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Sunday, July 21

Gapers Block

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A co-worker approached me recently and said "You can help me. I need a recipe for pork chops. What do you have?"

"Sweet or savory?" I asked.

"Savory," she said. "I want something to go with applesauce."

Now I didn't stop to ask her how often she'd cooked pork, what her cooking skill level was, or how adventurous she would be flavor-wise because I was so excited about the idea of cooking pork chops. Living in a neighborhood where all of the nearby grocers serve zabiha halal meat, I don't have anyplace nearby to get pork since pigs are a huge no-no. So I haven't cooked pork, except for the occasional brat or sausage, for over a year.

The realization struck me as odd, but then I remembered that not only do I have several friends who don't eat pork for religious or moral reasons. I also have friends who swear that pork is just awful and tough and bland. And they're right, usually. But they don't have to be.

The pork chops I grew up with were thin cut, cooked with the bone-in, cooked until the meat almost curled into a tube, and covered in gravy to counteract the fact that the meat was drier and less succulent than a fabric softener sheet.

Then when I began cooking for myself, I came across a two-pound pork tenderloin (the pork version of filet mignon) wrapped tightly in the freezer case for less than $5. I looked at it and figured I could get so many meals out of it that it would be worth it. So I took it home, sliced it into half-inch rounds and then decided to look up recipes.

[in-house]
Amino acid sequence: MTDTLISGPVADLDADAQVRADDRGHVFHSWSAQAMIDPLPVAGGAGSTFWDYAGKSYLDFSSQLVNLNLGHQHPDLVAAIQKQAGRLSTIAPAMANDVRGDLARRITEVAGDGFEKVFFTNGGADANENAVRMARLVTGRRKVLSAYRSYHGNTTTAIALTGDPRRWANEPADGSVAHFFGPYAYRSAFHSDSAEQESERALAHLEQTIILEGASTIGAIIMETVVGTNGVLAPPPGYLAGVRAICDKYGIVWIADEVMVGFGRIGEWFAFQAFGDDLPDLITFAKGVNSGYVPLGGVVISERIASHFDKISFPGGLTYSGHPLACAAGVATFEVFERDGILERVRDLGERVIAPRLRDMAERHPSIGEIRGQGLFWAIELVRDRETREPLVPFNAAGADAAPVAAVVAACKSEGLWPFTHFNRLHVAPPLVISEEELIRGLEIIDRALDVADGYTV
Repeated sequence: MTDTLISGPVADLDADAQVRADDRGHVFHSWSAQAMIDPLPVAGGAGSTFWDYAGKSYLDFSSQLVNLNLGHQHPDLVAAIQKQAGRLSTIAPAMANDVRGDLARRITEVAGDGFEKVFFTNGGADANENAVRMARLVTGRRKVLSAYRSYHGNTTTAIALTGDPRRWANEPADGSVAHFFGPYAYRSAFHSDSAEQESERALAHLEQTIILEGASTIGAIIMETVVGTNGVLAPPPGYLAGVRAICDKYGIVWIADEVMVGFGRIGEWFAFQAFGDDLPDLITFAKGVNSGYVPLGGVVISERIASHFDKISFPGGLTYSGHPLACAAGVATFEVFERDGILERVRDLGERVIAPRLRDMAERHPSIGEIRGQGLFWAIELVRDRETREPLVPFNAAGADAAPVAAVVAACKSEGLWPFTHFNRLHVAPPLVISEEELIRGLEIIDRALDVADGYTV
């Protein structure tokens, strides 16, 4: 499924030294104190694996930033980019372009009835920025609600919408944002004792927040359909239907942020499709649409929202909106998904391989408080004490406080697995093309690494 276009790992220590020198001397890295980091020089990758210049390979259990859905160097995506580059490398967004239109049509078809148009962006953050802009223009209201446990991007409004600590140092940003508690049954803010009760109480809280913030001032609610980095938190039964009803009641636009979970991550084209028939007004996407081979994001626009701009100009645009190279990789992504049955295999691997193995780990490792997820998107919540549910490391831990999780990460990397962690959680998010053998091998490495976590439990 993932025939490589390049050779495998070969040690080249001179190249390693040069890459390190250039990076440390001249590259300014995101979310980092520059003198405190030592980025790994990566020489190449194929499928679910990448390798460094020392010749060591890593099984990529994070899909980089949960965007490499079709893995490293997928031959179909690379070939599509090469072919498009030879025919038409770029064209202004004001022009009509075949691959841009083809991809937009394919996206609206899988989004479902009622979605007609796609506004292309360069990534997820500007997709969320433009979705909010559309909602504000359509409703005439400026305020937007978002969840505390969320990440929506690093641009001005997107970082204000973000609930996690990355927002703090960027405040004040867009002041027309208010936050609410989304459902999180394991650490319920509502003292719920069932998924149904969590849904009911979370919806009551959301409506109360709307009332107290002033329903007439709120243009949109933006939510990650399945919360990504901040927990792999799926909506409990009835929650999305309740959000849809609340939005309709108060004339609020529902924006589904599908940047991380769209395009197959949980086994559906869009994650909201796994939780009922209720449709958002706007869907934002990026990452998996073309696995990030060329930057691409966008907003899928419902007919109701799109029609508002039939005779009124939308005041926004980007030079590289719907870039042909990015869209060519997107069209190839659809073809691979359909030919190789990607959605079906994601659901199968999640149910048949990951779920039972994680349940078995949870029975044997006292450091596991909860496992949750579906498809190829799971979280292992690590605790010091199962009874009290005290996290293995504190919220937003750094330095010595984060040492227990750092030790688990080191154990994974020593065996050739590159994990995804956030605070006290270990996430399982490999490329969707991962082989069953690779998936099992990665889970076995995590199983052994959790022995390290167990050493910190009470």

Since tenderloin is one of the leanest cuts of pork, the best option is to cook it at a high temperature for a very short amount of time. I pounded these rounds flat, dredged them in flour flavored with salt, flower and paprika, and pan-fried them in olive oil for about two minutes on each side. They were OK. They were tender, just like the recipe said, and they weren't bland, but they weren't highly flavored. Since I had more, I decided to marinade several of them overnight in a mixture of olive oil, balsamic vinegar, salt and pepper. I pounded them thin and pan-fried them without the breading. These were better, but they still lacked something and they were just a bit dry around the edges. So I poured the leftover marinade into the skillet, brought it up to a boil, added a bit of flour and stirred for several minutes until this thickened and became gravy-like before pouring it over the remaining pork. Delicious.